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Samuel L. Katz Dies: Measles vaccine Developer Dr. Samuel Has Passed Away At 95!

Samuel L. Katz Dies: A vaccine was licensed in the spring of 1955, but by the time an outbreak of polio hit the Boston area that summer, it was too late. The city’s pediatric wards were rapidly overrun by the influx of nearly 2,000 polio patients.

Samuel L. Katz Dies: Measles vaccine Developer Dr. Samuel Has Passed Away At 95!

Children’s Hospital had such long waiting lines that doctors and nurses stayed up late with flashlights examining patients, some of whom were lying limp and hot in their parents’ arms. Samuel L. Katz, a third-year resident, aided with the triage process. That was it; he had found his calling.

Dr. Katz met with John Enders, who shared the 1954 Nobel Prize in Medicine for his work isolating strains of the polio virus, as the polio epidemic began to subside. A vaccine against measles, a highly contagious virus once common among children and blamed for up to 2.6 million deaths annually around the world, including hundreds in the United States, was produced with Dr. Katz’s crucial participation for almost a decade.

Dr. Katz, who passed away on October 31 at the age of 95 at his home in Chapel Hill, N.C., was quoted as saying, “I came along at the right time, in the right laboratory, with the right colleagues.”

When Did He Help Doctors To Develop Vaccines?

This vaccine was developed during a pivotal period in pediatric medicine when other long-standing hazards like polio, rubella, and mumps were all successfully contained.

After graduating, Dr. Katz went on to have a successful career in virology and pediatrics, during which time many public health problems, including AIDS, the covid epidemic, and the emergence of anti-vaccine movements, occurred.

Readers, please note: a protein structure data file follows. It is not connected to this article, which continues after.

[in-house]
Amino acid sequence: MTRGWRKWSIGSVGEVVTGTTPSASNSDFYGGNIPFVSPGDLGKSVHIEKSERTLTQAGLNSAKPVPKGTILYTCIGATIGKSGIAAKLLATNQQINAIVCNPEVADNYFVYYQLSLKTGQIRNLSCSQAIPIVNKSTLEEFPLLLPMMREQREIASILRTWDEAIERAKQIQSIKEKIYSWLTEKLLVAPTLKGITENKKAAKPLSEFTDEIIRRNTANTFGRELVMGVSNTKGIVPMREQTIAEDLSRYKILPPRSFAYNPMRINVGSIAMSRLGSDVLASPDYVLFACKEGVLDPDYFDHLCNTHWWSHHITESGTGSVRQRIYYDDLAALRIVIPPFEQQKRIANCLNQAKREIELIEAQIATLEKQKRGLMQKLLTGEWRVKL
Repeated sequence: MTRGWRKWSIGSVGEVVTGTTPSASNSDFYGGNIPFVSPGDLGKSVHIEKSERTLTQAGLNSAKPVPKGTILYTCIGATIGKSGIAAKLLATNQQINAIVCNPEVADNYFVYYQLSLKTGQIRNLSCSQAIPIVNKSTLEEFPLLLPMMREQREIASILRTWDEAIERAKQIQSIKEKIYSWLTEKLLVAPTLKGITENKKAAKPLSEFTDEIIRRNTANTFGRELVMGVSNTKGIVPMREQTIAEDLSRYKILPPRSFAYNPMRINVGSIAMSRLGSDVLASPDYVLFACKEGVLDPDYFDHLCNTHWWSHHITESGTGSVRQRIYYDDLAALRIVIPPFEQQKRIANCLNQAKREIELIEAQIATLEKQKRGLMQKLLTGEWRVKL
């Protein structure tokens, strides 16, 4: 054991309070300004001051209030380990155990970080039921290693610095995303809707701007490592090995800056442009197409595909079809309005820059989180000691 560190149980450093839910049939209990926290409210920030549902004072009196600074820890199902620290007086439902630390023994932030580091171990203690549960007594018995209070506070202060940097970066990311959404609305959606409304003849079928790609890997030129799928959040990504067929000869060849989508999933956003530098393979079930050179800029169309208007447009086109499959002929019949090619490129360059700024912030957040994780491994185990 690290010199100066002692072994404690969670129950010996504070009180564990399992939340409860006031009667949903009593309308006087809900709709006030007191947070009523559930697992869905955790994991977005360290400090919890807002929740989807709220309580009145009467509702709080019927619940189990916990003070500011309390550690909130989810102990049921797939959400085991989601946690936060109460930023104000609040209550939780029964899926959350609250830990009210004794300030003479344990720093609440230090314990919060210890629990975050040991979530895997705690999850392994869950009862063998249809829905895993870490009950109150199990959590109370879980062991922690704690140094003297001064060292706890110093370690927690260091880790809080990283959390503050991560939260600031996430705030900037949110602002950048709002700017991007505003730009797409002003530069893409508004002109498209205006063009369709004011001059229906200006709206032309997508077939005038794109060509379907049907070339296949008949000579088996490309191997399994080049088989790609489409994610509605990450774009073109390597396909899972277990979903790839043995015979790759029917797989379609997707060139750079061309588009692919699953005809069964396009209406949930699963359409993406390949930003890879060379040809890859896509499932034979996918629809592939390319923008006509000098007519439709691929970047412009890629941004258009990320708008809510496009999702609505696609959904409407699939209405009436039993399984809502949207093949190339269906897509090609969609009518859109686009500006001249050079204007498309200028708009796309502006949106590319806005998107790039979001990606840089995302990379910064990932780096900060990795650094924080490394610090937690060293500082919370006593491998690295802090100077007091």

Dr. Katz, who served as the pediatrics department chair at Duke University’s medical school for over two decades, is now an emeritus professor there.

The measles vaccine prevented an estimated 17,1 million deaths between the years 2000 and 2015, according to the World Health Organization. (The World Health Organization reported almost 17,000 cases of measles worldwide in January and February, up from 9,665 in the same period last year; the Centers for Disease Control and Prevention have documented 33 cases of measles in the United States so far this year.)

The measles virus had already been isolated from David Edmonston, a local schoolboy when Dr. Katz arrived at Enders’ lab in Boston. The difficulty lay in discovering how to produce a weakened (or “attenuated”) virus that could serve as the vaccine’s basis. Dr. Katz confirmed the use of embryonated chickens’ eggs in an interview with the podcast “Open Forum Infectious Diseases” in 2014.

More than a dozen times, the “Edmonston virus” was transmitted through chick embryos to weaken it. The Enders-led group, which included a research researcher from Yugoslavia named Milan Milovanovic, subsequently injected it into monkeys.

The traditional symptoms, such as fever and rashes, never manifested in the monkeys, nor did viremia (the presence of the virus in the circulation). Contrarily, the monkeys were protected by antibodies. And with that, we were off, as Dr. Katz put it.

Human Trial

Human trials during a less-regulated era of vaccine research highlighted some of the ethical concerns that arose, such as when Albert Sabin used federal prisoners in Chillicothe, Ohio, for late-stage polio vaccine investigations in 1954 and 1955.

The Enders group visited the Walter E. Fernald State School for children with serious neurological problems in Waltham, Massachusetts. Approximately 20 patients were selected and their parents gave their permission, according to Dr. Katz.

Dr. Katz stated in the podcast, “We injected these youth with the chick cell virus and observed them daily.” Yes, we took samples from your throat. There were blood cultures taken. They also never developed viremia or throat infections due to viruses. The crucial step had been taken, so to speak.

The results were originally reported in the New England Journal back in 1961. The number of inquiries rapidly increased.

British pediatrician David Morely in Nigeria sent letters and telegrams. He pleaded for the vaccine trials against measles to be extended to Nigeria, where the death rate from the disease can reach 15%.